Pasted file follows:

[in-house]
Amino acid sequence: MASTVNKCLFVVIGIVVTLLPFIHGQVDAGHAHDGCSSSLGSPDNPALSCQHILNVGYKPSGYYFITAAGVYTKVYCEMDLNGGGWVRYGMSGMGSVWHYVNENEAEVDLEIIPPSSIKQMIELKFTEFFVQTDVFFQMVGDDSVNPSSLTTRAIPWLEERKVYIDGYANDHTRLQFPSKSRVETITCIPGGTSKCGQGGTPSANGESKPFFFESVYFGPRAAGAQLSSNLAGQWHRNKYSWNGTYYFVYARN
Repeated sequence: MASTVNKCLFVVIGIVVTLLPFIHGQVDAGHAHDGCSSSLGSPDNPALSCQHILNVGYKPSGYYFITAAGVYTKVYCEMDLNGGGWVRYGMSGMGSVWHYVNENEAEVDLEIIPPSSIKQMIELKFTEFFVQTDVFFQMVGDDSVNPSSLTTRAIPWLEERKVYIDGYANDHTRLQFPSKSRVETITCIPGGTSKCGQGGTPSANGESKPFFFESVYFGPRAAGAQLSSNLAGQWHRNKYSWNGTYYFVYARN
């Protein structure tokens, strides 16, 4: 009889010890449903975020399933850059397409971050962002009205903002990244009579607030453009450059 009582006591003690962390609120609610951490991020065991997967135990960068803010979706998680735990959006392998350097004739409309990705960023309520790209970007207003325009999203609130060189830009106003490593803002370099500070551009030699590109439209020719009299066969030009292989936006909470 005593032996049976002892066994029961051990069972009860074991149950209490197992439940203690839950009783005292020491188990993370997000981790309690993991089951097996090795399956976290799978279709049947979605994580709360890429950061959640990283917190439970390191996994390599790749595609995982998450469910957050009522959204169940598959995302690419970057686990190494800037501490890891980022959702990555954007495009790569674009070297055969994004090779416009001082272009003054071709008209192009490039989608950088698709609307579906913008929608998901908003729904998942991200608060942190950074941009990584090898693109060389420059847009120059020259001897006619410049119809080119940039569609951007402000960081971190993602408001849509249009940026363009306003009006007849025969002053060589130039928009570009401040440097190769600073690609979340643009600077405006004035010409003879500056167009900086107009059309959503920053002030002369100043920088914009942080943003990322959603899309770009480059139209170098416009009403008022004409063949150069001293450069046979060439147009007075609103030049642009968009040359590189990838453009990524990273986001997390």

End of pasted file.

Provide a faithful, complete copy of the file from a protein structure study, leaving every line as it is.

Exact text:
[in-house]
Amino acid sequence: MASTVNKCLFVVIGIVVTLLPFIHGQVDAGHAHDGCSSSLGSPDNPALSCQHILNVGYKPSGYYFITAAGVYTKVYCEMDLNGGGWVRYGMSGMGSVWHYVNENEAEVDLEIIPPSSIKQMIELKFTEFFVQTDVFFQMVGDDSVNPSSLTTRAIPWLEERKVYIDGYANDHTRLQFPSKSRVETITCIPGGTSKCGQGGTPSANGESKPFFFESVYFGPRAAGAQLSSNLAGQWHRNKYSWNGTYYFVYARN
Repeated sequence: MASTVNKCLFVVIGIVVTLLPFIHGQVDAGHAHDGCSSSLGSPDNPALSCQHILNVGYKPSGYYFITAAGVYTKVYCEMDLNGGGWVRYGMSGMGSVWHYVNENEAEVDLEIIPPSSIKQMIELKFTEFFVQTDVFFQMVGDDSVNPSSLTTRAIPWLEERKVYIDGYANDHTRLQFPSKSRVETITCIPGGTSKCGQGGTPSANGESKPFFFESVYFGPRAAGAQLSSNLAGQWHRNKYSWNGTYYFVYARN
């Protein structure tokens, strides 16, 4: 009889010890449903975020399933850059397409971050962002009205903002990244009579607030453009450059 009582006591003690962390609120609610951490991020065991997967135990960068803010979706998680735990959006392998350097004739409309990705960023309520790209970007207003325009999203609130060189830009106003490593803002370099500070551009030699590109439209020719009299066969030009292989936006909470 005593032996049976002892066994029961051990069972009860074991149950209490197992439940203690839950009783005292020491188990993370997000981790309690993991089951097996090795399956976290799978279709049947979605994580709360890429950061959640990283917190439970390191996994390599790749595609995982998450469910957050009522959204169940598959995302690419970057686990190494800037501490890891980022959702990555954007495009790569674009070297055969994004090779416009001082272009003054071709008209192009490039989608950088698709609307579906913008929608998901908003729904998942991200608060942190950074941009990584090898693109060389420059847009120059020259001897006619410049119809080119940039569609951007402000960081971190993602408001849509249009940026363009306003009006007849025969002053060589130039928009570009401040440097190769600073690609979340643009600077405006004035010409003879500056167009900086107009059309959503920053002030002369100043920088914009942080943003990322959603899309770009480059139209170098416009009403008022004409063949150069001293450069046979060439147009007075609103030049642009968009040359590189990838453009990524990273986001997390």